“I’m so tired, I haven’t slept a wink; I’m so tired, my mind is on the blink” who knew that Beatles lyrics could be so reflective during a 2020 pandemic. Plainly speaking, it’s fair to make the assumption that educators everywhere are tired. Home and Classroom now co-exist as one; (in addition) if you have children of your own in between lessons you must ensure they are logged on and engaged in their remote learning, too.


In a recent study conducted by the Long Island Teachers Retirement System there was a 26% jump for retirement in 2020; no surprise there. Based on my own (word of mouth analysis) I’d venture to say next to the field of medicine, the educational field has had to make the quickest adjustment when it comes to being responsive and not reactive.


It is no secret that the field of education lacks understanding and support. Most schools specifically in low-income areas were already overcrowded and underfunded with little to no parental support pre-pandemic. Currently, not only do the prior issues still exist but so do new ones like tackling knowledge of remote learning for teachers, parents and most importantly children. Teachers have now had to become the attendance clerk, the dean of students, tech support, the after school/in-school tutor, in addition to tweaking their lesson plans and curriculum to keep engagement virtually. How stressful? With little to no training or workshops in relation to pandemic supports for educators, teachers have adjusted and tweaked their entire curriculum to fit the needs of their students.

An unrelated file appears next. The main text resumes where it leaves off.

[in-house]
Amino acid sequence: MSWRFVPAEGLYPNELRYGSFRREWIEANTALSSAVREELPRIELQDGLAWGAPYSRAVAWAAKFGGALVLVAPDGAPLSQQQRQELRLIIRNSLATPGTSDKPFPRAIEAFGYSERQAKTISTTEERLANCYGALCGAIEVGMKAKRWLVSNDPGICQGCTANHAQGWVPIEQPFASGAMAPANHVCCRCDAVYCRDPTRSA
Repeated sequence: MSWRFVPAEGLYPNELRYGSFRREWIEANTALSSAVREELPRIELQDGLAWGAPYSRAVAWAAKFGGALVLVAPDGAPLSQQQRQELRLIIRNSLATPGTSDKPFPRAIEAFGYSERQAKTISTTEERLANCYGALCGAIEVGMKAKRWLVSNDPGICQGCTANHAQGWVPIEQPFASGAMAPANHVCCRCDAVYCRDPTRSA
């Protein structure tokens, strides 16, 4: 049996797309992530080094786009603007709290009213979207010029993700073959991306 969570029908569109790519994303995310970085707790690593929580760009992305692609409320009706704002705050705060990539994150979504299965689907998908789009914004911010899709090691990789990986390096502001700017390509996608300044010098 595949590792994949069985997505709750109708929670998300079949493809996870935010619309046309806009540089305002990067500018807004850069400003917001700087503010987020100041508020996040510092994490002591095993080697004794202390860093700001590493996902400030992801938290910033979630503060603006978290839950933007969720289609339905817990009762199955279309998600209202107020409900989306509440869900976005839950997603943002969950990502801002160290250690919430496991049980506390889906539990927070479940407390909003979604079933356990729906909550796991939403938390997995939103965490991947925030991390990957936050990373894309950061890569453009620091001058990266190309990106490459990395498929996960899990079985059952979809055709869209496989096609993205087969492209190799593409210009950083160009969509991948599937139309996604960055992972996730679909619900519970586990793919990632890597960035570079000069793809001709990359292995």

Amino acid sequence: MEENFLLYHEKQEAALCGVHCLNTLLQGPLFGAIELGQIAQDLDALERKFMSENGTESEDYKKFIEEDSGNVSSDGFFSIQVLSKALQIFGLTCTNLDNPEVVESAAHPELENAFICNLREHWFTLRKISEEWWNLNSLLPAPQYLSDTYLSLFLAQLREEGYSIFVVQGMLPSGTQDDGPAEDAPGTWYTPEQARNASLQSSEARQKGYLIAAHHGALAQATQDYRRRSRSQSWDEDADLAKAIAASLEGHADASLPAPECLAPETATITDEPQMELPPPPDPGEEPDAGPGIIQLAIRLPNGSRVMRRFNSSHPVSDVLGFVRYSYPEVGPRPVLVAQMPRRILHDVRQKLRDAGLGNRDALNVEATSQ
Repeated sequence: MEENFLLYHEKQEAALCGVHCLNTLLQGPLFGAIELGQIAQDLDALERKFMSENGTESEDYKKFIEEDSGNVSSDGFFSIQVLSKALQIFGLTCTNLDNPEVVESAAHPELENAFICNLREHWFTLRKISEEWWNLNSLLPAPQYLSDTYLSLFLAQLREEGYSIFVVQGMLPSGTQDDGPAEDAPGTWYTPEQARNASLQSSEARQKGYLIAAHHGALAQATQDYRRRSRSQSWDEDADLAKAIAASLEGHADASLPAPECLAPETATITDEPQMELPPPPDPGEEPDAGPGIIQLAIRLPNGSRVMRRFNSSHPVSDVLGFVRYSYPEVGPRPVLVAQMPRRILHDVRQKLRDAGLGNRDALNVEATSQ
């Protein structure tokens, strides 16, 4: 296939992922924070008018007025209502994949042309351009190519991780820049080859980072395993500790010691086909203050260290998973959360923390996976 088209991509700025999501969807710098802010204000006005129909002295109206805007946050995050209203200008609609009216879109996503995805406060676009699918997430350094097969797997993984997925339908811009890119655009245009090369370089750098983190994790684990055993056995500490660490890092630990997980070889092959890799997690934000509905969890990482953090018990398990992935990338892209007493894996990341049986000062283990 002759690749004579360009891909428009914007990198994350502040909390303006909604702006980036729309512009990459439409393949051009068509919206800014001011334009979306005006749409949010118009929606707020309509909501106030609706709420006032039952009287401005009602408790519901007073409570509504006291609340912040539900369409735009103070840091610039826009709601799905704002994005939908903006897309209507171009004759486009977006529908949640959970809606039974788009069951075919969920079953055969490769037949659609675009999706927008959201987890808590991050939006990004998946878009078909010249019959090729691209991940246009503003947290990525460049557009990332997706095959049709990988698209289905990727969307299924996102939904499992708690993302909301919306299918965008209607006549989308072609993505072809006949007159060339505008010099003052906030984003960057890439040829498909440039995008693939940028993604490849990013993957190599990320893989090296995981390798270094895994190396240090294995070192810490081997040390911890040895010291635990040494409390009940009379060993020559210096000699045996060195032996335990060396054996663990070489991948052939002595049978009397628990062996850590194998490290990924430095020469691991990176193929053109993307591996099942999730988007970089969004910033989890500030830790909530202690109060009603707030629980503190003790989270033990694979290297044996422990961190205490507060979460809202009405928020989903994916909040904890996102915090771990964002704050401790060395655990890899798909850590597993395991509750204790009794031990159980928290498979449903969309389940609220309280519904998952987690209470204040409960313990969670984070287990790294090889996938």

In a private online study conducted by me with educators in the city of Chicago (both public and charter employees) 100% of teachers determined they are overwhelmed, 80% determined self-care is the last priority to them right now and 75% feel unsuccessful as a remote educator.


“I am burned out as a parent and educator. I feel like there is no time for me. The students I service desperately need extra support and hands-on learning. It pains me to no end that I am only available remotely due to the pandemic. They will be terribly behind when we return in person.” explained an anonymous educator.


With all the pandemic pressures personally and professionally, it takes an extraordinary leader to preserve and impact children as a light. From one educator to another I salute the unsung heroes in education.


When summer comes don't feel bad, WE deserve to "chill" the entire summer for vacation.